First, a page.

Wednesday, 16 February 2011

Cor blimey – blistering sunshine!

The Safari was out with Frank last night for the early evening kick about. The ‘lower’ Song Thrush sang from the Golden Triangle all the while we were there. No sign of any Peregrines on their ledges but a a skein of about 100 Pink Footed Geese flew north directly overhead – one of those moments when you really don’t want to be looking up with yer mouth open! There was a horrendous racket from the Magpies as they began to come in to roost – sounded like there was quite a few gathering in there but we didn’t go over to count them.
Then it happened...we’ve been suffering from a twinge in the back of the leg for a few days now and almost back at Base Camp – twang and a groan/squeal of pain - what the ^%&^$&*** was that? Not only did we feel it we think we might have heard it go as well. A pulled muscle probably, thence followed a slow painful 50 yard hobble back to Base Camp; gee those steps up to the front door looked like something you might encounter on K2.
Consequently there was no early morning Patch 1 safari, Wifey very kindly taking over that duty today. Good job the Land Rover is an automatic as the chances of pressing a clutch this morning would have been slim to remote!
We did manage to stagger over the road on to Patch 2 for a pre-work shuffy. Lovely sunshine but still chilly. In fact we got to work without needing the lights on the Land Rover this morning – first time this year; spring is beginning to sprung...
The sunshine however did make it hazy over the sea. The tide was in so no beachy stuff beginning with ‘g’ to bore you with. In the distance just this side of the haze we had six individual Red Throated Divers, all going south. There was a bit of a swell which kept a decent sized flock of Common Scoters mostly out of sight in the middle distance. Closer in about 50 were easier to roughly count and whilst trying to get that count an auk sp flew over them heading further out to sea. Nearby probably the same two Great Crested Grebes as yesterday drifted past on the incoming tide.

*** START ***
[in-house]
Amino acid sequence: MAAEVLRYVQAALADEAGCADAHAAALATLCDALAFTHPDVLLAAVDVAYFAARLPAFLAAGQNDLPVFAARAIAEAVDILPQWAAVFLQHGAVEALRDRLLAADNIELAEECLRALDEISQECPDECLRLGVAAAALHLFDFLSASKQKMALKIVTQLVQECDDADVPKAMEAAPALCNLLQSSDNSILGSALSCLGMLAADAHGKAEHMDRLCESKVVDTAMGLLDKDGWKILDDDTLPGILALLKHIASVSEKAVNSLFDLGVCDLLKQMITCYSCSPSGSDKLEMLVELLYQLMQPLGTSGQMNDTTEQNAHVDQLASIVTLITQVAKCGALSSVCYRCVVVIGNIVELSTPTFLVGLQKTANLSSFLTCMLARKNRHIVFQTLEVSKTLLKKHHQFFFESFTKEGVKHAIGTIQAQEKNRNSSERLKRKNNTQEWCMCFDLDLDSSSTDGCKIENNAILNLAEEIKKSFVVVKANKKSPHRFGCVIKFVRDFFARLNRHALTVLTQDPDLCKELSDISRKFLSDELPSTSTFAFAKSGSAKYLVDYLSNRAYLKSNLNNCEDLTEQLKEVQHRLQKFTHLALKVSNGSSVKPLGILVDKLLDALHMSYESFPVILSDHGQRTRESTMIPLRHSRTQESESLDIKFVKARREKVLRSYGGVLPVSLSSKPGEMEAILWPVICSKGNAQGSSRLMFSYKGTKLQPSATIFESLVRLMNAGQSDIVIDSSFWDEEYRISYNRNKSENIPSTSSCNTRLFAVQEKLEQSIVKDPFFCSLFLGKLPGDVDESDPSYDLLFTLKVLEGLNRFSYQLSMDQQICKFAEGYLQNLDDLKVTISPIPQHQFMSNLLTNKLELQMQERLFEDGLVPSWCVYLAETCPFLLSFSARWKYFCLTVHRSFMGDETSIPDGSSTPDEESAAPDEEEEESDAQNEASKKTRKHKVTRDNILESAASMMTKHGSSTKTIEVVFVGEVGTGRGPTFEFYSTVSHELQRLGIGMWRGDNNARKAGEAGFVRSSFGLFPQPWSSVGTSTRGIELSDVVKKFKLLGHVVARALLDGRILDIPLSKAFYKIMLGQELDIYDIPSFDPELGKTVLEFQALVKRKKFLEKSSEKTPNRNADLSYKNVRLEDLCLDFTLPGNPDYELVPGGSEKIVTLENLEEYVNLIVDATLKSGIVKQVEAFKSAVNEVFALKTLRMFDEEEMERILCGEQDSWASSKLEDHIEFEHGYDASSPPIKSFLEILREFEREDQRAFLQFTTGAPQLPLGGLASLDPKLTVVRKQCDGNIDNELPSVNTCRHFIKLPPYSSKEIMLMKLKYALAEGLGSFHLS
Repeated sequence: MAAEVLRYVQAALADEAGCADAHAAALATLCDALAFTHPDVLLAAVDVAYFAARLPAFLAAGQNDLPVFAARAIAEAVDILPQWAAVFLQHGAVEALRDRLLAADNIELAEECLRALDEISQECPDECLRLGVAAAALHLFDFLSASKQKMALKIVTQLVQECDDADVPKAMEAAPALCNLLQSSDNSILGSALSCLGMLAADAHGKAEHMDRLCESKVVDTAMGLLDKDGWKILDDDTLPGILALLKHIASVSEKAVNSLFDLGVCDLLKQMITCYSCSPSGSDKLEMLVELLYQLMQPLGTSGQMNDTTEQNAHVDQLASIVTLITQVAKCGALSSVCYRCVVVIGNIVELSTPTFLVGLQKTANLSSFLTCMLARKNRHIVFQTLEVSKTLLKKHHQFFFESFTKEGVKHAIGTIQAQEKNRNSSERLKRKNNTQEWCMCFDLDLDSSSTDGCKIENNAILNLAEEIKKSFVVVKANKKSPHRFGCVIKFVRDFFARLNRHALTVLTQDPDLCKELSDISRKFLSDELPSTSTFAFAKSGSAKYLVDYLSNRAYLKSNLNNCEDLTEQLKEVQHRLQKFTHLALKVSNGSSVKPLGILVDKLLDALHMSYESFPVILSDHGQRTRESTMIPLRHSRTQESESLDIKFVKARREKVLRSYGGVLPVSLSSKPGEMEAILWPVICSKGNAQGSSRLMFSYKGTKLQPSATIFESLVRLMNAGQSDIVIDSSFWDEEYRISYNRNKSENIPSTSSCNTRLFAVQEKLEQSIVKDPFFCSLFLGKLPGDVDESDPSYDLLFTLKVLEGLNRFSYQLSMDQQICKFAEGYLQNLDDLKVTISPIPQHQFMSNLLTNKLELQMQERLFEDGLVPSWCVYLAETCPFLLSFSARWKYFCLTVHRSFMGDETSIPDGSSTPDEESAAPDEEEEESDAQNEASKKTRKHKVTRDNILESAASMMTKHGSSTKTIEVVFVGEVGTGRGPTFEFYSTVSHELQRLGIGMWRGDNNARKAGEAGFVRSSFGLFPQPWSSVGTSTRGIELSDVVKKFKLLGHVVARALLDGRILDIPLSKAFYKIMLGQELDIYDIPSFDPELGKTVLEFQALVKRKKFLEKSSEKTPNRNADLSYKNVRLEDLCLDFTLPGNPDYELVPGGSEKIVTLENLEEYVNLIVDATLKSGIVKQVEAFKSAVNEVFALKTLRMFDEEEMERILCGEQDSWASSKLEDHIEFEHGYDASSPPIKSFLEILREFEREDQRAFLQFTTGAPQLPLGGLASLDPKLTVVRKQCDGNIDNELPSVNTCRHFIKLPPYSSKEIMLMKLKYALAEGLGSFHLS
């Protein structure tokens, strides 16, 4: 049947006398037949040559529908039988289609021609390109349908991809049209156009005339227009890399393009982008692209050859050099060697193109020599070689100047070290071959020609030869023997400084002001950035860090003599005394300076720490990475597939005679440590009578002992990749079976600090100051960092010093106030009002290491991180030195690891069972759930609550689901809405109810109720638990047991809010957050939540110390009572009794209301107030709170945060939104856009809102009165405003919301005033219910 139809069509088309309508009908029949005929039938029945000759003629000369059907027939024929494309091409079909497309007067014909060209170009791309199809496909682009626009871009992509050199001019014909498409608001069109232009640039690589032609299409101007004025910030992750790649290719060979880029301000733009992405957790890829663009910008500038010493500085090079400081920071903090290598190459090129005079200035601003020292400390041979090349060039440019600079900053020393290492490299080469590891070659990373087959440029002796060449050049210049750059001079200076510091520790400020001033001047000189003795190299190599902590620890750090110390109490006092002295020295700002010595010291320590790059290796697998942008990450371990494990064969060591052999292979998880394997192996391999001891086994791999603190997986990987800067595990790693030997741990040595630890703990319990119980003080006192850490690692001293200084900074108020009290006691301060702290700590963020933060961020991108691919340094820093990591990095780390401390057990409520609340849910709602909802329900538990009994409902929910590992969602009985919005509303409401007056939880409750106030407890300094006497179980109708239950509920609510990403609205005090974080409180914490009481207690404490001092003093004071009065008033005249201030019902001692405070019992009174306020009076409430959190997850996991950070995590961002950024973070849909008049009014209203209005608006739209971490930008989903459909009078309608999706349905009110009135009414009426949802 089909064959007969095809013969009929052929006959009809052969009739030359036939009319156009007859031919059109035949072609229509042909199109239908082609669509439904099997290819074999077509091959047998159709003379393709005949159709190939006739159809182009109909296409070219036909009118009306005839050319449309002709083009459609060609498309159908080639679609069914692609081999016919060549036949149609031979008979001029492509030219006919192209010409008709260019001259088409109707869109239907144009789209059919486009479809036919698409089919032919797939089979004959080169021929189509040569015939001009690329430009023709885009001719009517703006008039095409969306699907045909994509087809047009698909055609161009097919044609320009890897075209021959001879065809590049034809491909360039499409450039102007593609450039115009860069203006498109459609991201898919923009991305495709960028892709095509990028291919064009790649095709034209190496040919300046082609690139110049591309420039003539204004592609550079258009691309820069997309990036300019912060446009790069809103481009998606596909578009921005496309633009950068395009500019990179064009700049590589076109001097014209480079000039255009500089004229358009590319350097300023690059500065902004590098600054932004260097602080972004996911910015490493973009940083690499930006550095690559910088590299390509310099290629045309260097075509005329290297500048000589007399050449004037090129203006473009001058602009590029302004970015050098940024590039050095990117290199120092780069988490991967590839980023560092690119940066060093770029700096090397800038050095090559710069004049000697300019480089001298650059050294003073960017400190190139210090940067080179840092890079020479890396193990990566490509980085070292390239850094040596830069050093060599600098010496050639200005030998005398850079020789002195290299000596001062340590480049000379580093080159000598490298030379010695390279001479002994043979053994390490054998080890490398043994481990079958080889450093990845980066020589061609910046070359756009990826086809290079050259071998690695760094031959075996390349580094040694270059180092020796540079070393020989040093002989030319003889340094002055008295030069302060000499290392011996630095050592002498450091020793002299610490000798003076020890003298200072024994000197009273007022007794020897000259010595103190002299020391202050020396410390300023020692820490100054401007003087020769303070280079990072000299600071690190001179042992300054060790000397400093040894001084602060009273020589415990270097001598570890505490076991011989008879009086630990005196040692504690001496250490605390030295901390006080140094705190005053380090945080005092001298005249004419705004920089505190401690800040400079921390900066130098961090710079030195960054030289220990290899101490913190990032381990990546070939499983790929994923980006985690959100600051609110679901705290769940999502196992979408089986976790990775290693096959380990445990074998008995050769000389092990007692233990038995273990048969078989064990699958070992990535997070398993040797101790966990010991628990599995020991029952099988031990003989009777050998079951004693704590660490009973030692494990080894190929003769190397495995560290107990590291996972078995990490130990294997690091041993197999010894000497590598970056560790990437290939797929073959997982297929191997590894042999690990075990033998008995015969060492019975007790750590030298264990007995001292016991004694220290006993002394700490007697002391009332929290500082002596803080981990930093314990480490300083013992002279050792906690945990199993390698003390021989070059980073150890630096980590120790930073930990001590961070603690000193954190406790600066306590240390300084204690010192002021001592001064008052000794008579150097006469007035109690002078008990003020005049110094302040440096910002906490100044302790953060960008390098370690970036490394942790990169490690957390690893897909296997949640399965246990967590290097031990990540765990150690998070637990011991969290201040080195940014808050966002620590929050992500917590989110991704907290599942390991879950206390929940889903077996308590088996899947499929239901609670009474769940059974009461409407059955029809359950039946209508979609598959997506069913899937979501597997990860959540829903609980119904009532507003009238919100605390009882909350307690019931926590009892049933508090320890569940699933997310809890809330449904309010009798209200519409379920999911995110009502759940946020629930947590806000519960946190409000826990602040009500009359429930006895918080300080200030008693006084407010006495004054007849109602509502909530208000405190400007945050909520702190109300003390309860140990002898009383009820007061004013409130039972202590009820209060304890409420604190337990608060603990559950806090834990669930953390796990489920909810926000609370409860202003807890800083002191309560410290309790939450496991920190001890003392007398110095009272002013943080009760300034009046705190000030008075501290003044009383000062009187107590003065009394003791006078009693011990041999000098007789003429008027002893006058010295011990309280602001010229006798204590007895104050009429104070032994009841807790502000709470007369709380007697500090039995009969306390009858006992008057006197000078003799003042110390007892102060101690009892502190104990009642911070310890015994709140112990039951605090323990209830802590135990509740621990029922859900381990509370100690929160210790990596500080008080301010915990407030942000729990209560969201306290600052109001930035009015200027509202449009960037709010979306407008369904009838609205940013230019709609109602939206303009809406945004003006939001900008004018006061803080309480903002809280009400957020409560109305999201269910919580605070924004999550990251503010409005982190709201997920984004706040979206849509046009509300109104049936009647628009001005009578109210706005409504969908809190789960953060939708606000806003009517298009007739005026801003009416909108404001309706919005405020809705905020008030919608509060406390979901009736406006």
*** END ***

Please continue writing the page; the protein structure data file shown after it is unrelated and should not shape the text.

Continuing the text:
Going to the ‘g’s’ a noticeable number of Common Gulls passed by heading towards the river mouth probably to a high tide roost.
The lunchtime session was a pleasant 20 minutes away from the desk. Leaving the front door a Pied Wagtail sang from the roof just above us to our left.
The sun warm on the back and the tide not dropped too far so everything was within very comfortable range. Plenty of gulls both on ‘normal’ Patch 2 and on the northern half, we had to flit between the two depending on where the worst doggy disturbance wasn’t. Three Great Black Backs included one well up the beach on the northern half, usually only see them hanging round the water’s edge. Best of the bunch and the only odd one we could pick put was a nice adult argentatus Herring Gull. Almost got a pic of it stood surrounded by ‘normal’ Herring Gulls but one of the eejits with the mutts got to them before we could get the camera set up.
Still plenty of uncounted Redshanks and a dozen or so Turnstones clambering about on the wall and wading through the runnels, but not so many Oystercatchers this arvo, unless you looked over our southern boundary in which case you would have seen the beach swarming with them.
Didn’t look too hard out to sea and it was still hazy especially looking towards the south and the sun but what we saw didn’t seem to have changed much since early doors.
Where to next? More of the same...
In the meantime let us know what the eejits preventing you from doing in your outback.


Warren Baker said...

Oh dear Dave, old age, it comes to us all, you never know what will ''ping'' next :-)

Monika said...

Yikes, I hope you heal up quick Dave!